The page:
AgriSea NZ Ltd is a multi-award winning sustainable New Zealand company, family owned and operated. The company produces Seaweed Soil, Foliar, Turf, Pasture and Animal Health concentrates for Agriculture and Horticulture.
The New Zealand native seaweed species (ecklonia radiata) is batch-brewed with specially selected essential herbs for up to 90 days. The natural brewing process eliminates the use of processing with heat, chemicals, freezing or dehydration that might ‘denature’ the sensitive nutrient balance, allowing the natural growth stimulants and micro-nutrients to be released in an active form to enhance soil and plant health. AgriSea’s natural brewing methods are unique for commercial production.
AgriSea continues to develop its export relationships with a number of international interests. In many cases our contacts in Europe, USA and Korea have used seaweed based fertilizers for many years and consequently have a high level of knowledge and confidence with these products. The export section of the business is expected to provide healthy growth for the Company over the next few years.
Research into the benefits of seaweed has been more advanced internationally than in New Zealand, as seaweed products have been used internationally for generations. AgriSea would like to provide research that is specific to NZ seaweed. AgriSea is committed to funding ongoing research trials in NZ to establish accurate data relating to the efficacy of its products.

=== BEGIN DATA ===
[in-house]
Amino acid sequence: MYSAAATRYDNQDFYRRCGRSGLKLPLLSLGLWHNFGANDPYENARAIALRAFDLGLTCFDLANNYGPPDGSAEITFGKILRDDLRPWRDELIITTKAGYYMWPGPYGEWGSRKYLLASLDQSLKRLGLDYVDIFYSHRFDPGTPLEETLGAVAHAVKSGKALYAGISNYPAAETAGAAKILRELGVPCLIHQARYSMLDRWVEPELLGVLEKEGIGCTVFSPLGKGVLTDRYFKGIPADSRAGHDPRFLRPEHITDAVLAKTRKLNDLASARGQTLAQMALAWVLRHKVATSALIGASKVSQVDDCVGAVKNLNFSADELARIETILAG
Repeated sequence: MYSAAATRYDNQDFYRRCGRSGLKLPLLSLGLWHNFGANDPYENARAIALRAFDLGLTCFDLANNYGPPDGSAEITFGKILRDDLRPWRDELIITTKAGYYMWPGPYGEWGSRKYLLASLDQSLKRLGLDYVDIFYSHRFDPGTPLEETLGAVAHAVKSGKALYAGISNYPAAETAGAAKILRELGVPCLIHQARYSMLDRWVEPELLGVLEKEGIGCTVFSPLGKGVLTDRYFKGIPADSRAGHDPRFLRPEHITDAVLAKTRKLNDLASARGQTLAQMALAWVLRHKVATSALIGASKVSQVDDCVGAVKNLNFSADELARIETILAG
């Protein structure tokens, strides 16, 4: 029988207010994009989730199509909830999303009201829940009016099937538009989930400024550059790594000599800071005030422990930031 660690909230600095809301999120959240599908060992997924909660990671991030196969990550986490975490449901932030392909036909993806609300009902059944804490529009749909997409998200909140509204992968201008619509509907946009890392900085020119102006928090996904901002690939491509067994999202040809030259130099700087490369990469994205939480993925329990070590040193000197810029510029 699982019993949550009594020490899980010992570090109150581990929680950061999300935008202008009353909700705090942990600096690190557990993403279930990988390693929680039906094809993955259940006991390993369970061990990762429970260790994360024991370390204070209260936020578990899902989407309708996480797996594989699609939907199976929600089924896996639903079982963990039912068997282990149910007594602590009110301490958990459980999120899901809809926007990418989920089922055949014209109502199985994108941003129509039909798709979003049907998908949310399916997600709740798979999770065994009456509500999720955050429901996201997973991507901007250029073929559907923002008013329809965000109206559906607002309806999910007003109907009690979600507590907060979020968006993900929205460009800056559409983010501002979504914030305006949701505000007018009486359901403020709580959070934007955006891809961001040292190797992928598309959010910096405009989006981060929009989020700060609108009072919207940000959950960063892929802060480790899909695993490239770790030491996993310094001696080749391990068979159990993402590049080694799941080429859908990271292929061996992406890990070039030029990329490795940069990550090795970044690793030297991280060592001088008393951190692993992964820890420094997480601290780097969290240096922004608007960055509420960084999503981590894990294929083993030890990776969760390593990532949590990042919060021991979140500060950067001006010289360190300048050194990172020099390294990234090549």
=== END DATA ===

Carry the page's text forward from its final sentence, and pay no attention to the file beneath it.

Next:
An American Scientist - Mr Douglas Murray conducted trials near Chicago on AgriSea's Foliar Nutrient compared with equivalent products from the US which had to be used at 10 times the rate to get the same results as the AgriSea product.
"Scientists overseas are interested in New Zealand seaweeds because they produce higher levels of sulphates and other compounds that generally make molecules more reactive".
Dr Jenny Smith, Marine Scientist, Cawthron Institute - Nelson NZ"
The major difference between Seaweed and chemically manufactured mineral sources is that artificial minerals can be 'locked up' in the soil and not efficiently utilised by plants and/or animals. Unfortunately, the deficiency of one trace mineral may not always be corrected by the simple addition of this one micronutrient. The lack of one trace element may in fact be attributed to an excess of another. For example excess copper and zinc reduce iron availability. On pasture, an excess of molybdenum produces a copper deficiency. It is therefore sensible to provide a balanced micronutrient package contained in seaweed, rather than a single element."
Dane Hobbs, Masters degree in Ruminant Nutrition, USA